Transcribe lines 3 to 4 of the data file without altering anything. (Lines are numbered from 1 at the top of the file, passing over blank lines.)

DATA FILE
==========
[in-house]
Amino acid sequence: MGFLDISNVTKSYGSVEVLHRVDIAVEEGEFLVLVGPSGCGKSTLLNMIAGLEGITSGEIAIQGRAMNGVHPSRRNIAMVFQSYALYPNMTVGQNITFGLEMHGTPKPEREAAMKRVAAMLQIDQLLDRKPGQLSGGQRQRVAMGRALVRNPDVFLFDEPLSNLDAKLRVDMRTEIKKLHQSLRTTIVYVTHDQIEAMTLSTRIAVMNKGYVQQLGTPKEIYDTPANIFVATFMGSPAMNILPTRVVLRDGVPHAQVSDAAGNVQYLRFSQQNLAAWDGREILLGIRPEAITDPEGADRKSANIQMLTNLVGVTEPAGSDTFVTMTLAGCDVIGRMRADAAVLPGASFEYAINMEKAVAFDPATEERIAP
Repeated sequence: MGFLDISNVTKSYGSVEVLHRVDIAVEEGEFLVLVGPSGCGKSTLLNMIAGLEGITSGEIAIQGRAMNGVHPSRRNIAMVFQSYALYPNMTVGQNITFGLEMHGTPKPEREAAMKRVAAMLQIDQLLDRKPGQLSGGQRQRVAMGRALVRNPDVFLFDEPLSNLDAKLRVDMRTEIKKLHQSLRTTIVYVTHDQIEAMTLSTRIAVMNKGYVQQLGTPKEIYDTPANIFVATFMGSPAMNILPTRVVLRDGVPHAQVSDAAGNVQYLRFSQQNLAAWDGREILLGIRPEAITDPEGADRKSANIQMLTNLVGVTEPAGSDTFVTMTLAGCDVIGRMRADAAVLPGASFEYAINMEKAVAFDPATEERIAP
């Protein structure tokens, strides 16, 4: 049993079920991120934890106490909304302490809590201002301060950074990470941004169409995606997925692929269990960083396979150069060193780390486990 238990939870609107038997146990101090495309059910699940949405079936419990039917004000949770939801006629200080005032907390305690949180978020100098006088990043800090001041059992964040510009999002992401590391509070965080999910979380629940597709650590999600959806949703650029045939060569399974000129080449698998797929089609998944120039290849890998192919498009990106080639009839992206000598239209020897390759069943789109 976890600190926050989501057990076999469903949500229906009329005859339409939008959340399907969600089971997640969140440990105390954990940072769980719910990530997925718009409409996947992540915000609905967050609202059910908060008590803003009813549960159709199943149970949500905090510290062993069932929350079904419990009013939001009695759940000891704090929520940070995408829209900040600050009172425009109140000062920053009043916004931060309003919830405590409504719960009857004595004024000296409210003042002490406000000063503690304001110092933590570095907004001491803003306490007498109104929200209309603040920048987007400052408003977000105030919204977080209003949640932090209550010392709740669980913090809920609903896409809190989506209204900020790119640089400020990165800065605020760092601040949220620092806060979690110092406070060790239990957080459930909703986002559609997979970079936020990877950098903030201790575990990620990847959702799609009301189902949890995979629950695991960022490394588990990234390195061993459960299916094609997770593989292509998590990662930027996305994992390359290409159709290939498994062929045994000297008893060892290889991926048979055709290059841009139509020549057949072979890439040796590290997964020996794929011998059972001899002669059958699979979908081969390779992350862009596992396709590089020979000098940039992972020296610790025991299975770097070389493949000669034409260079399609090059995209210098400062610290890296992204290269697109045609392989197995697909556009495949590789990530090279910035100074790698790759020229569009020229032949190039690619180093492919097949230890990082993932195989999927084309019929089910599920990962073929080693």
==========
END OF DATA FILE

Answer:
Repeated sequence: MGFLDISNVTKSYGSVEVLHRVDIAVEEGEFLVLVGPSGCGKSTLLNMIAGLEGITSGEIAIQGRAMNGVHPSRRNIAMVFQSYALYPNMTVGQNITFGLEMHGTPKPEREAAMKRVAAMLQIDQLLDRKPGQLSGGQRQRVAMGRALVRNPDVFLFDEPLSNLDAKLRVDMRTEIKKLHQSLRTTIVYVTHDQIEAMTLSTRIAVMNKGYVQQLGTPKEIYDTPANIFVATFMGSPAMNILPTRVVLRDGVPHAQVSDAAGNVQYLRFSQQNLAAWDGREILLGIRPEAITDPEGADRKSANIQMLTNLVGVTEPAGSDTFVTMTLAGCDVIGRMRADAAVLPGASFEYAINMEKAVAFDPATEERIAP
């Protein structure tokens, strides 16, 4: 049993079920991120934890106490909304302490809590201002301060950074990470941004169409995606997925692929269990960083396979150069060193780390486990 238990939870609107038997146990101090495309059910699940949405079936419990039917004000949770939801006629200080005032907390305690949180978020100098006088990043800090001041059992964040510009999002992401590391509070965080999910979380629940597709650590999600959806949703650029045939060569399974000129080449698998797929089609998944120039290849890998192919498009990106080639009839992206000598239209020897390759069943789109 976890600190926050989501057990076999469903949500229906009329005859339409939008959340399907969600089971997640969140440990105390954990940072769980719910990530997925718009409409996947992540915000609905967050609202059910908060008590803003009813549960159709199943149970949500905090510290062993069932929350079904419990009013939001009695759940000891704090929520940070995408829209900040600050009172425009109140000062920053009043916004931060309003919830405590409504719960009857004595004024000296409210003042002490406000000063503690304001110092933590570095907004001491803003306490007498109104929200209309603040920048987007400052408003977000105030919204977080209003949640932090209550010392709740669980913090809920609903896409809190989506209204900020790119640089400020990165800065605020760092601040949220620092806060979690110092406070060790239990957080459930909703986002559609997979970079936020990877950098903030201790575990990620990847959702799609009301189902949890995979629950695991960022490394588990990234390195061993459960299916094609997770593989292509998590990662930027996305994992390359290409159709290939498994062929045994000297008893060892290889991926048979055709290059841009139509020549057949072979890439040796590290997964020996794929011998059972001899002669059958699979979908081969390779992350862009596992396709590089020979000098940039992972020296610790025991299975770097070389493949000669034409260079399609090059995209210098400062610290890296992204290269697109045609392989197995697909556009495949590789990530090279910035100074790698790759020229569009020229032949190039690619180093492919097949230890990082993932195989999927084309019929089910599920990962073929080693």